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Until now, what’s the quickest a vaccine has ever been developed?

what's the fastest a vaccine has been made
Photo via Nenad Stojkovic/Flickr (CC BY 2.0)
  • This story is regularly updated for relevance. Last updated: May 10, 2021

President Trump said in May 2020 that a COVID-19 vaccine could be ready as early as January 2021, and though experts warned that his timeline was incredibly optimistic, people started receiving the vaccine a month earlier than that. Now, there are three vaccines approved in the U.S. and potentially a fourth on the way. Prior to the coronavirus, though, what was the fastest a vaccine has ever been made?

Previously, the mumps vaccine was the quickest to have ever been developed, according to National Geographic. And that took four years, from collecting viral samples to licensing the drug in 1967. For what it’s worth, it was originally estimated that it might take 12-18 months to create a coronavirus vaccine, though it was closer to about nine months.

Typically, vaccines take as long as 10-15 years to develop, according to the History of Vaccines. Researchers have to employ three phases to create one, beginning with testing animals before slowly moving to testing on people. Development takes so long because researchers have to wait for thousands of healthy people to contract a virus and then volunteer to get the vaccine—unless they use ethically questionable human challenge trials. In a human challenge trial, people voluntarily get infected with a virus so they can test out the vaccine. 

Still, the search for a COVID-19 vaccine stands out from other developments because it is the first one the entire science community has come together to develop. The World Health Organization said it wants to deliver 2 billion vaccine doses by the end of 2021, and the Biden administration by mid-February was trying to send out more than 13 million vaccine doses per week (by March, the U.S. had topped 2 million per day, and in April, that number rose to more than 4 million).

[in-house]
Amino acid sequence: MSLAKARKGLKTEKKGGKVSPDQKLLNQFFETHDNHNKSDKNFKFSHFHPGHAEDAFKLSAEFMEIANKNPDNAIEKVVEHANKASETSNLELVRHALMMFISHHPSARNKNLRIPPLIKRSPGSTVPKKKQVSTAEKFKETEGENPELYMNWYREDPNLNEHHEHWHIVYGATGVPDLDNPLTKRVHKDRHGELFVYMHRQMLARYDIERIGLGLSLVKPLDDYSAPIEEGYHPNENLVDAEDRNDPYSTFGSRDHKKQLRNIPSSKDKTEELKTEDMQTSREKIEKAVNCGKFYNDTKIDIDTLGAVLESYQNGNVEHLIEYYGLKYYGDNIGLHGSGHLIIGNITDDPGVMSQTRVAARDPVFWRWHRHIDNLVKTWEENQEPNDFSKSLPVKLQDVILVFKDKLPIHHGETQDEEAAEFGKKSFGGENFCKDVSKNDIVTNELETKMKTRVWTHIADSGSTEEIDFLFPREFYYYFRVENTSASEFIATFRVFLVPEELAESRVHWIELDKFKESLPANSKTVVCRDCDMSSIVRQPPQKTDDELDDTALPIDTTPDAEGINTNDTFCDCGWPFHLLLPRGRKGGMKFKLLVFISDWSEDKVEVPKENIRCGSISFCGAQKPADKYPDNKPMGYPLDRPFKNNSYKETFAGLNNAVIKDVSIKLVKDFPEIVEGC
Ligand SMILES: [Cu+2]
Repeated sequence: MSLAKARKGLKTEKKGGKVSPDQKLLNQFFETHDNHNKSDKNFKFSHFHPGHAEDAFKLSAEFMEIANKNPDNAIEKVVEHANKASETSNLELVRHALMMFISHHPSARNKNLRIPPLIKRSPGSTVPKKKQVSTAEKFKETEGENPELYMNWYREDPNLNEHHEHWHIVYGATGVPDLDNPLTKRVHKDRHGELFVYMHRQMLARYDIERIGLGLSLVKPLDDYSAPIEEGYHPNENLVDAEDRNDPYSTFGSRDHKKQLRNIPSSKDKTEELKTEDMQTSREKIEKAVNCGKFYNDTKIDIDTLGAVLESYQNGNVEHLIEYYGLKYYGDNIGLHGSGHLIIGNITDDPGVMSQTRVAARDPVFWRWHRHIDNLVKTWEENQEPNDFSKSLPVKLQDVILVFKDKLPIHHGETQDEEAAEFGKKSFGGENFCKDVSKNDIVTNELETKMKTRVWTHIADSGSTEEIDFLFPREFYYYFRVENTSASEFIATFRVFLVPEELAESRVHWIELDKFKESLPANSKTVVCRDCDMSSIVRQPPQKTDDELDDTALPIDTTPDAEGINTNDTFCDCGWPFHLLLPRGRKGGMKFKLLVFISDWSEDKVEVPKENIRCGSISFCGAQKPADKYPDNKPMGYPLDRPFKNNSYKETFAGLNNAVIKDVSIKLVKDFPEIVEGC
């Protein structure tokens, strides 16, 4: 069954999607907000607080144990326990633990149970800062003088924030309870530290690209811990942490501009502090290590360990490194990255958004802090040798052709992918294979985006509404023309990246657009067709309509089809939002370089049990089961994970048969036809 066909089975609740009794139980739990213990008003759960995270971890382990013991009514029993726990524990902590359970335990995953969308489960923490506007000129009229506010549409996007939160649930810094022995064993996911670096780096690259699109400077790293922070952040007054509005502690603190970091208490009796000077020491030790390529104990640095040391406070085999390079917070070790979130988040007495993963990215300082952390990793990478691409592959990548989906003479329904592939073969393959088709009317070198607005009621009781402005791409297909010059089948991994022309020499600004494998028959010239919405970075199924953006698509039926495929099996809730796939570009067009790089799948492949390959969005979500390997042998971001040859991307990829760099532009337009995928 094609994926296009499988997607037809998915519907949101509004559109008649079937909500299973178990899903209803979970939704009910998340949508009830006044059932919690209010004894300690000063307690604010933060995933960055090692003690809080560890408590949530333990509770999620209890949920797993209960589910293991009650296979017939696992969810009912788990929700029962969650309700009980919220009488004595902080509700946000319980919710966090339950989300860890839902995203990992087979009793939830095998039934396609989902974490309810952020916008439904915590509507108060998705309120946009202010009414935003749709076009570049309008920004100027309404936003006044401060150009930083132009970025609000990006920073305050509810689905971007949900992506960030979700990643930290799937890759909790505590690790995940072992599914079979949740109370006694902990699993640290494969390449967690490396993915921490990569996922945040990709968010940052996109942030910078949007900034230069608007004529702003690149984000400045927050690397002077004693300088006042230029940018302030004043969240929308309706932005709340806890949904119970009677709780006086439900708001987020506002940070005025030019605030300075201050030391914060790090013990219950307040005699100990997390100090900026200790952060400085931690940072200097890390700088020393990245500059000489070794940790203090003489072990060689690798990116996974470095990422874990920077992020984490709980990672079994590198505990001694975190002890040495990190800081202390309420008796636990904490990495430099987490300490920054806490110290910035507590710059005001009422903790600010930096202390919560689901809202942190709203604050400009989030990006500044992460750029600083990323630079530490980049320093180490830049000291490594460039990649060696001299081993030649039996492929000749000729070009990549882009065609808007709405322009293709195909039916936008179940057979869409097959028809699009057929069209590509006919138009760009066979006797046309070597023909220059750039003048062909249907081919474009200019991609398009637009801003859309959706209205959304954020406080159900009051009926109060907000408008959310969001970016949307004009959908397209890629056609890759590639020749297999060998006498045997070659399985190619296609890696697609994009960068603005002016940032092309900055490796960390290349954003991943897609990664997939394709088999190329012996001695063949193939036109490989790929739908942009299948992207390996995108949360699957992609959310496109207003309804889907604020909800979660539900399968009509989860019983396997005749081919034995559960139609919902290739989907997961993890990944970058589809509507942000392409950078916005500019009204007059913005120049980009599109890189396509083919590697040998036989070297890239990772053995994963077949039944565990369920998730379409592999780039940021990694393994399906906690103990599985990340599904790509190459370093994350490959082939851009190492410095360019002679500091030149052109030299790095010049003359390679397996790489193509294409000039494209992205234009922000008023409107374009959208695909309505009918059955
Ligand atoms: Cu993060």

In early May, Biden said he’d like to see at least 70% of Americans have at least one dose of the vaccine by July 4.

As infectious diseases expert Dr. Supriya Narasimhan told Nautilus in January 2021, in regards to a worry about whether the vaccines will still be effective against the COVID-19 variants that recently emerged, she said, “What the last year has shown is that we are capable of engineering a novel vaccine in a span of months, so re-engineering them to include mutations is not insurmountable.”

When they were released, the Pfizer and Moderna vaccines hovered around the 95% effectiveness rate. Meanwhile, the Johnson & Johnson one-dose vaccine has a worldwide efficacy of 66% effectiveness against COVID-19 and 85% effectiveness against the disease’s most serious symptoms.

The vaccinations that are currently available globally drastically reduce deaths from coronavirus complications, but the South Africa variant of COVID-19 seemingly has bypassed the AstraZeneca version of the vaccine. Meanwhile, millions of AstraZeneca doses, which the rest of the world needs, are waiting in the U.S. for approval. While that doesn’t appear to be on the horizon in April 2021, the U.S. is preparing to export as many 60 million AstraZeneca doses to other countries in need.

On April 13, the FDA and CDC recommended that the U.S. stop giving the Johnson & Johnson version because of a rare blood-clotting disorder that developed in six people out of the 7 million who had already received the vaccine. But that temporary ban was lifted 10 days later.

On Sept. 18, Trump said there would be enough vaccines for all Americans by April 2021, though plenty of other scientists and experts didn’t agree with that optimistic view. Later, Biden said he wanted everybody vaccinated by May 1, and on April 19, he announced that every adult in the U.S. was now eligible to be vaccinated.

Now, four months into the new year, three vaccines were being given in the U.S., and the world seemed just a little more optimistic.

Read more on the coronavirus vaccines:

Sources: History of Vaccines, CDC, National Geographic


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